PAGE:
21. Hardiness • “Constellation of personality characteristics that function as a resistance resource in the encountering of stressful life events”-Kobass, et. al. 1982. P. 169 • Hardiness is linked to physical health (Kobass, 1979). • Higher tendency to engage in physical activity and exercise • Components are • Highly committed, dedicated, or involved person • Perceives like events as opportunities not hurdles • High sense of control over events

    22. Practical Recommendations • Individuals who seem to be more emotional/neurotic might be encouraged to begin a regular exercise program • “Exercise dose” should be the same as is given to improve fitness and encourage weight loss • Exercise programs should include some type of aerobic activity: • These activities seem to influence personality factors

    23. Personality Matching* Individuals who do not exercise regularly are likely to experience additional challenges or obstacles when they engage in activities that require them to behave differently from their customary patterns. Beginning exercisers have one fewer barrier to success if they choose sports and fitness programs that are highly similar to their personality profiles. *Gavin, J. (2004) Pairing Personality With Activity. Physician & Sportsmedicine, (32), 12, 1-9.

    24. Does Compatibility Breedadherence? • Greater hours of exercise participation • Higher degree of self-esteem & positive mood states • Greater exercise satisfaction

    25. Seven dimensions pertinent to activity-based analyses. • Sociability • Spontaneity (degree of predictability) • Self-motivation • Aggressiveness • Competitiveness • Concentration (mental focus) • Risk taking

    26. Does Lap Swimming Match your Personality? Low in sociability Low in spontaneity Highly internal Low to moderate forcefulness Low in competitiveness Low in focus Low in risk taking

    27. Professional Practice • Have the client choose an activity compare it to their perceived personality traits. • Helps clients become more aware of how personal preferences correspond to different activities.

    28. Other Personality Factors & Adherence • Explanatory Style (Pessimistic vs. Optimistic) • Over-estimators • Sense of self • Malingering Athlete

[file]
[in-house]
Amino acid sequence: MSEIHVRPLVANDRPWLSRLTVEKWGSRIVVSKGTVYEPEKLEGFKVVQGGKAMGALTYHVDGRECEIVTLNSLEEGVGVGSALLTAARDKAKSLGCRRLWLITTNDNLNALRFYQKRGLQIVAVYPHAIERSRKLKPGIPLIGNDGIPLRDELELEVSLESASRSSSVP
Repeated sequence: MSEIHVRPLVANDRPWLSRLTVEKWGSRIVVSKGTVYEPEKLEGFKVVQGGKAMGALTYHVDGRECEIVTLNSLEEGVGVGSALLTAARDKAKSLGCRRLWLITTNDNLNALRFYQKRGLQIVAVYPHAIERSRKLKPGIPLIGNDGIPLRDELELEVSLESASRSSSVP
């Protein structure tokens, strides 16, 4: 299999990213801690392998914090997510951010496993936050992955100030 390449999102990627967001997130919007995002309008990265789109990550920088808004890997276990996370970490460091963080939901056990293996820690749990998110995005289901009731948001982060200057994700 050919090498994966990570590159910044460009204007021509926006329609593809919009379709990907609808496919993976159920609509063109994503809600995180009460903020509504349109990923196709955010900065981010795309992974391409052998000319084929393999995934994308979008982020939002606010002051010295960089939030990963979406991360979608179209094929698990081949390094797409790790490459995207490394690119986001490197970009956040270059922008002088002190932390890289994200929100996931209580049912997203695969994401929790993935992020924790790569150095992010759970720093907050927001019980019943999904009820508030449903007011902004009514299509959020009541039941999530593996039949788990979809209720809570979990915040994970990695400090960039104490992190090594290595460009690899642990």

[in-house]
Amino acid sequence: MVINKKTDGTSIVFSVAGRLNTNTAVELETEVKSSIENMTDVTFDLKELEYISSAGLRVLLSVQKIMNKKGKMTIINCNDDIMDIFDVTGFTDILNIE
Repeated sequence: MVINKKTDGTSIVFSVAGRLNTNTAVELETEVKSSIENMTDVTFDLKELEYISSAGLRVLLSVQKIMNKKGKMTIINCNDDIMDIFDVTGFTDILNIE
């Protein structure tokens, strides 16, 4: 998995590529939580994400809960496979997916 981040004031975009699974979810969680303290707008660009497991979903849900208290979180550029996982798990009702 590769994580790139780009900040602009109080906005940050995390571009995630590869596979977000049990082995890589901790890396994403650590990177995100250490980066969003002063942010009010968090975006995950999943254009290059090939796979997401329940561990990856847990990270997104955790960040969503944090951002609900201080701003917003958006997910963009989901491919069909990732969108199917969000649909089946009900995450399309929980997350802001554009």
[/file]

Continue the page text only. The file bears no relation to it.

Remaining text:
29. Explanatory Style • Pessimistic explanatory style • Personality caused:”It my own fault” • Stable over time: “I’m never going to play” • Global: “the rest of my life” • Health effects • Immune system function • Poorer health

    30. Dispositional Optimism • Investigations are consistent • Cardiovascular and, • Immunological function is associated with optimism(, 1991;Scheiver & Carver, 1987) • Optimism mitigates the stress-illness relationship • Link between optimism and recovery

    31. Studies with Injured Athletes • Athletes who are high in neuroticism and possess pessimistic explanatory style display maladaptive behavior show longer rehab or incomplete recovery • Grove, Stewart & Gordon (1990) with athletes with ACL damage • Grove & Bahnsen (1997) with 72 injured athletes

    32. Over-estimators • Athletes and heavy invested exercise clients in general perceive injury as more serious than it really is when compared to the AT or PTsperception (Crossman & Jamieson, 1985) • Over-estimatorsexperience greater pain, more anger, withdrawal, and show slow recover.

    33. Interventions • One-to-one visit • Fear, sadness, embarrassment, guilt & anger, feelings of being over whelmed by the demands of rehab—signs of neuroticism • Ask the “why” statement…. • Insight into athlete’s explanatory style • Pay attention to the athlete or client attributional comments…..Re-attributional training

    34. Interventions • Injured Pessimistic Athletes and exercisers usually feel helplessness and depressed. • These athlete or clinetfail to follow recommended recovery programs (especially when unsupervised). • They demonstrate a lack of persistence in the face of poor or slow progress in their recovery. • Health professionals should offer advise in: • how to cope, • prevent athletic or client isolation, • and provide emotional support.